• Ql is a (possibly empty) query that specifies a set of contacts of u which v requests from u. The query can be expressed in a sufficiently expressive query language. A prominent example for such a query language is SQL. The query is accompanied by a policy that specifies how the data of the contacts defined by the query are to be handled. The symbol ε denotes the empty query, which is used if no query is included.
    • El is a (possibly empty) query specifying credentials that are requested by v from u to be released by u in case of a successful termination of the negotiation. The concept of credentials is very general and encompasses things like the guarantee to receive an attribute value for a certain data type when the credential is shown to the ESN. As above, the query may be accompanied with a policy specifying the usage control requirements related to the credentials. Again, the symbol ε denotes the empty query.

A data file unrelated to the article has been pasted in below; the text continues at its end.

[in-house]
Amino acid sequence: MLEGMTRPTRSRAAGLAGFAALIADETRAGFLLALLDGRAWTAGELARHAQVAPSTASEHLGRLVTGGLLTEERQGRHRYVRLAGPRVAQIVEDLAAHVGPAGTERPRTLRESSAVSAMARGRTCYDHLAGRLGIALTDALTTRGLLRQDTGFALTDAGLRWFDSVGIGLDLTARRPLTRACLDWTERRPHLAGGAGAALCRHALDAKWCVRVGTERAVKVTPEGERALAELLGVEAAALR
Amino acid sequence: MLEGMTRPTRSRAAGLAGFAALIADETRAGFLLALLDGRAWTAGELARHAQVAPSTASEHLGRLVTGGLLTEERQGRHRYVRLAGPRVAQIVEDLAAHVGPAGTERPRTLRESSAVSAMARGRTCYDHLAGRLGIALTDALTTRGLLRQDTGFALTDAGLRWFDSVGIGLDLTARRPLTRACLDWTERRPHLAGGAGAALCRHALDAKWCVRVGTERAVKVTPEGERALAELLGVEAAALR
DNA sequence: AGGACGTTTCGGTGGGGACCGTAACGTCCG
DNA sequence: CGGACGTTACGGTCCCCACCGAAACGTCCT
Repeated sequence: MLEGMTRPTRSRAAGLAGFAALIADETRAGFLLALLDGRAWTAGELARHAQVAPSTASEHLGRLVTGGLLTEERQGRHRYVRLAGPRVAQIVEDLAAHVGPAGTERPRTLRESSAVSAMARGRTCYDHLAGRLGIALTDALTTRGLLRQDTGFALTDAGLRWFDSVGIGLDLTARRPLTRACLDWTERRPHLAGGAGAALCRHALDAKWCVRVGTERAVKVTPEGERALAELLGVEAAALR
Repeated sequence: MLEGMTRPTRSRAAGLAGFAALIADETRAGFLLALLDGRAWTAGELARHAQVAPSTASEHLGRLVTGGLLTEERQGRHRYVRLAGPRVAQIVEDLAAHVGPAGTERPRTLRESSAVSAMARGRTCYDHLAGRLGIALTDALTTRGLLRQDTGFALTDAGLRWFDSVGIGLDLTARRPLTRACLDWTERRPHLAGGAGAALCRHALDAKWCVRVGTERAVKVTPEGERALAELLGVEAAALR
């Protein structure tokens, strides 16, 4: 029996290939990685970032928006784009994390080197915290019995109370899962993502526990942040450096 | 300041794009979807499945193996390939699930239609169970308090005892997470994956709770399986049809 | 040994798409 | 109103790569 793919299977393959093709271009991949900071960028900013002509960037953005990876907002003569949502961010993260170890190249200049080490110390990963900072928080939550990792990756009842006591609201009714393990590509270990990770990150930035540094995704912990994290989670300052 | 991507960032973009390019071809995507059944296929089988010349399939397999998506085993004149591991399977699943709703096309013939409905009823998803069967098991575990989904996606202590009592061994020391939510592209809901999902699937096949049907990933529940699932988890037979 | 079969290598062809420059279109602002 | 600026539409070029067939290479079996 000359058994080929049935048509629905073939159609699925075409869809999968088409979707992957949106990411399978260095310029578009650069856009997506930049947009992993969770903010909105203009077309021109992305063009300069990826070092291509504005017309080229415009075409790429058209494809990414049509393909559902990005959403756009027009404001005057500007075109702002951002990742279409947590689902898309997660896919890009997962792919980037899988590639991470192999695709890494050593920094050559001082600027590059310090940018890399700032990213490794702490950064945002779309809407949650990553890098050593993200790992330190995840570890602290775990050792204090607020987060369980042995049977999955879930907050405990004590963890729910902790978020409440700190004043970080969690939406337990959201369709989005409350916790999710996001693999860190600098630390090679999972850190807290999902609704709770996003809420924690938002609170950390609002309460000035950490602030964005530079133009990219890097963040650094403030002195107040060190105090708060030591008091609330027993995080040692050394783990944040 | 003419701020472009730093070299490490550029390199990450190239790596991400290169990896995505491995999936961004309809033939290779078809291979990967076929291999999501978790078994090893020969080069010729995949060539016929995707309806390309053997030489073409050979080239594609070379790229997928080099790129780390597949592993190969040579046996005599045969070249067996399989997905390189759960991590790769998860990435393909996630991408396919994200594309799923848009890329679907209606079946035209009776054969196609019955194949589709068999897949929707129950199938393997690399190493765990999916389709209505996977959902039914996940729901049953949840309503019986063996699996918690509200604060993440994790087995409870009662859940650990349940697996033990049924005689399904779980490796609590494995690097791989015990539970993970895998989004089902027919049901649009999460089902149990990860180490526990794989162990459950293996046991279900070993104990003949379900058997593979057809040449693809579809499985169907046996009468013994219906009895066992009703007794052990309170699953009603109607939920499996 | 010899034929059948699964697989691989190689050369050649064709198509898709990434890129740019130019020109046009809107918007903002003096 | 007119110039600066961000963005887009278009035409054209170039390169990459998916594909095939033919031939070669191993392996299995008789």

• Cl is a possibly empty set of conditions over R, A, U as required by u that v agrees to satisfy before a successful termination of the negotiation. Typically, these conditions specify certain criteria that v must satisfy, e.g., a minimum average rating of the ‘trustworthiness’ metric by all of his contacts.
    • Ol is a possibly empty set of obligations v promises to u to fulfill once the negotiation has been successfully terminated.
    • CAl is a possibly empty set of compensation actions that v accepts to be executed if he fails to fulfill his obligations defined in Ol.